By Simon Cocks, Manager, Majestic Wine Bangor
The older I get, the more impatient I become. Along with an occasional touch of road-rage, a few more grey hairs and several snapped golf-clubs this has also led to me opening a few bottles of fine wine a bit sooner than I had planned when I originally bought them. Great Clarets, Brunello’s, Barolo’s and Grand Cru Chablis are just a few styles of wine that will be at their best if you just give them a bit of time.
It’s a horrible feeling when you un-cork a wine that has cost as much as a new pitching-wedge, only to discover that it really could have done with a few more years to really develop into the finished article. Opening a 2005 Barolo today would be such an occasion. A bit premature. Give it a few more years and you will be drinking undoubtedly one of the world’s great wines.
As well as impatience, I’d like to think I’ve also gained a little wisdom too, and that is how I’ve come to reach a couple of decisions about my wine-buying habits. The first is that if I’m going to take collecting fine-wine seriously I will have to seek professional help (not for my anger-management issues before you ask…). This is where Majestic’s Fine Wine Plan in partnership with Lay & Wheeler comes in. A monthly investment from £50+ will mean some of my hard earned cash can be invested in some great wines that can be stored in a warehouse, well away from my impulsive hands. Click here to be redirected to the Majestic Fine Wine Plan website to read more about the plan and its many benefits in greater detail here.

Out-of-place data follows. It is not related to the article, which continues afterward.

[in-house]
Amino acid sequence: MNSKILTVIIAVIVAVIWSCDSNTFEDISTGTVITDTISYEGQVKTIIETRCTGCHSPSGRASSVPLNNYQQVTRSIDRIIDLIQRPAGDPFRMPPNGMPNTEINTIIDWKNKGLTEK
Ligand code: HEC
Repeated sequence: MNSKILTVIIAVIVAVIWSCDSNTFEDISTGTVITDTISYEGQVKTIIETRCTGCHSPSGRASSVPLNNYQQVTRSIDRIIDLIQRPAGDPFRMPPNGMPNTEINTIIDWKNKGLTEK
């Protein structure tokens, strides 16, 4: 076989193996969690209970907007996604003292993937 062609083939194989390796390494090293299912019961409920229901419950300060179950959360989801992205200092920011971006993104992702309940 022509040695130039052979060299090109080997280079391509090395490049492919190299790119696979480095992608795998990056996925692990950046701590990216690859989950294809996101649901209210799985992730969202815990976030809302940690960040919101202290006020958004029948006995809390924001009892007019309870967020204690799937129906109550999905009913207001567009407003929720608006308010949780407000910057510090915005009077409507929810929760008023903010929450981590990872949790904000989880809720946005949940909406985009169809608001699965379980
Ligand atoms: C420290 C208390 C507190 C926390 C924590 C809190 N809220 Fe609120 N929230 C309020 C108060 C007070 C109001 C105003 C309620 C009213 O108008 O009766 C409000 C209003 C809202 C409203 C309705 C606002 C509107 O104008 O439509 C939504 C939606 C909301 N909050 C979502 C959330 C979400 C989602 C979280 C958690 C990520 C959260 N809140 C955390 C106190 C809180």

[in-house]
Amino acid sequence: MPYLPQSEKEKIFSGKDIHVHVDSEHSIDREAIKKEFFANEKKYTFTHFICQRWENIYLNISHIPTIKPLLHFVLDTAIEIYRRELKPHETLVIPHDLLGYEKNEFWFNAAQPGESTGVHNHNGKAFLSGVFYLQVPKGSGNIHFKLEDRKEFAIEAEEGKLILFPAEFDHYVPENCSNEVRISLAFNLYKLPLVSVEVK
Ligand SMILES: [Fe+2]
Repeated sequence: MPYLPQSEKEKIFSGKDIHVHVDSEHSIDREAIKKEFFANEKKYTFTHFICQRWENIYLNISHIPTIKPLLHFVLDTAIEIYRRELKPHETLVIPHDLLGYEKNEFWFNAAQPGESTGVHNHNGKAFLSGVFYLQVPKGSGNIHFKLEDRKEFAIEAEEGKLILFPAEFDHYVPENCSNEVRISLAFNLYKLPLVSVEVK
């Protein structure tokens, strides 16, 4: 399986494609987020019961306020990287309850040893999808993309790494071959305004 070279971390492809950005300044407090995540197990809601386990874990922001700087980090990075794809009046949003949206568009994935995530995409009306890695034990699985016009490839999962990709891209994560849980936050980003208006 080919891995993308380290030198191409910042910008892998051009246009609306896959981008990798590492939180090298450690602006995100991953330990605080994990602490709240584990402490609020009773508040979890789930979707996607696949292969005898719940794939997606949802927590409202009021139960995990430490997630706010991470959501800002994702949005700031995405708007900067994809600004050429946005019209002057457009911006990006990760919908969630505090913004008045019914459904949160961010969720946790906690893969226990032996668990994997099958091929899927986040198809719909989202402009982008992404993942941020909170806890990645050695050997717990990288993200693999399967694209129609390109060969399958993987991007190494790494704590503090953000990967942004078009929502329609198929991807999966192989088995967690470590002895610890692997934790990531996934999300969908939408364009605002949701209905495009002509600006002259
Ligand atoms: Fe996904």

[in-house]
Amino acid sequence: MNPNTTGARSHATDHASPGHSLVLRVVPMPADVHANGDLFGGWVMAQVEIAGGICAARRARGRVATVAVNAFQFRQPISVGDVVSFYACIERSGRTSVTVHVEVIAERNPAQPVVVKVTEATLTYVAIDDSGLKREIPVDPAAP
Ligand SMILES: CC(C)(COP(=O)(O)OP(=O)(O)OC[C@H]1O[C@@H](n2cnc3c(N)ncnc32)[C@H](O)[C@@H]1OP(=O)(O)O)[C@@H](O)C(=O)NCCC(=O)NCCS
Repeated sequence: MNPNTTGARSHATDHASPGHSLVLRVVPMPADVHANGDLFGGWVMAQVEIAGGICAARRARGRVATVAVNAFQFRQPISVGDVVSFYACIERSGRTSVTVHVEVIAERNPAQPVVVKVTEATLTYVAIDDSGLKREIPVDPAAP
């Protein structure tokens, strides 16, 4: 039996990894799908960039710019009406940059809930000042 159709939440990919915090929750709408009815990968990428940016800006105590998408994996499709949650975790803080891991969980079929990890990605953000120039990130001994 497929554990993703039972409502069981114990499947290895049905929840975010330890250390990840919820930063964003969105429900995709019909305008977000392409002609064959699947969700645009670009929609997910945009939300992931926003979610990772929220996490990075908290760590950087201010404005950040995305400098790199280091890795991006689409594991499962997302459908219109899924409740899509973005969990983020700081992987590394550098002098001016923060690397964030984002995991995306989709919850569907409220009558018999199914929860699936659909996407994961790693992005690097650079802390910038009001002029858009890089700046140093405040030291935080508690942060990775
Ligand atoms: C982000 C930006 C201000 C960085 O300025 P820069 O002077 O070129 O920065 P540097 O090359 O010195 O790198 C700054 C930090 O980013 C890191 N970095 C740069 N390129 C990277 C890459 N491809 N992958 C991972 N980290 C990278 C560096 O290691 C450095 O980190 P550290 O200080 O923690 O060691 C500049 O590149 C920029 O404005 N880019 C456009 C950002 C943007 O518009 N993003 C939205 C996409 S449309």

The second decision I’ve made is that I’m going to stop buying top-drawer wines and leaving them to stew in the wine-rack in my kitchen, rather I’m going to buy slightly lesser wines that are made for drinking younger. A classic example would be to leave that Barolo well alone and try a Barbaresco instead.
Barbaresco is a village in the Piedmonte region in north-west Italy and its wines are made from indigenous Nebbiolo, just like its more famous neighbour Barolo. Barbaresco tends to be slightly lighter in style in part due to the fact that it is further east than Barolo and therefore has more of a maritime influence. It also released when younger than Barolo and doesn’t tend to age as well but it does share many of the same characteristics.
You get the same high acidity and tannins as you get in Barolo, and the same dark-cherry fruit with a hint of the classic tar and rose petals in the background. An excellent example of the style is our very own De Forville Barbaresco 2007 (currently £12.99 down from £14.99 when you buy 2 bottles). At half the price of a decent Barolo you’re getting an excellent wine that is ready to drink as soon as you get it home. And I’d heartily recommend you try it with a fillet steak in a porcini mushroom sauce. The earthiness of the mushrooms complements the background notes in the wine superbly!
So I’ll be buying a case of fine Barolo and leaving it in storage, ready to be drunk when it was intended to be drunk – in several years time. Whilst I’m waiting, I’ll gladly make-do with its younger sibling Barbaresco and there won’t be any regrets or temper tantrums, just great wine and a happy feeling about the money I’ve just saved!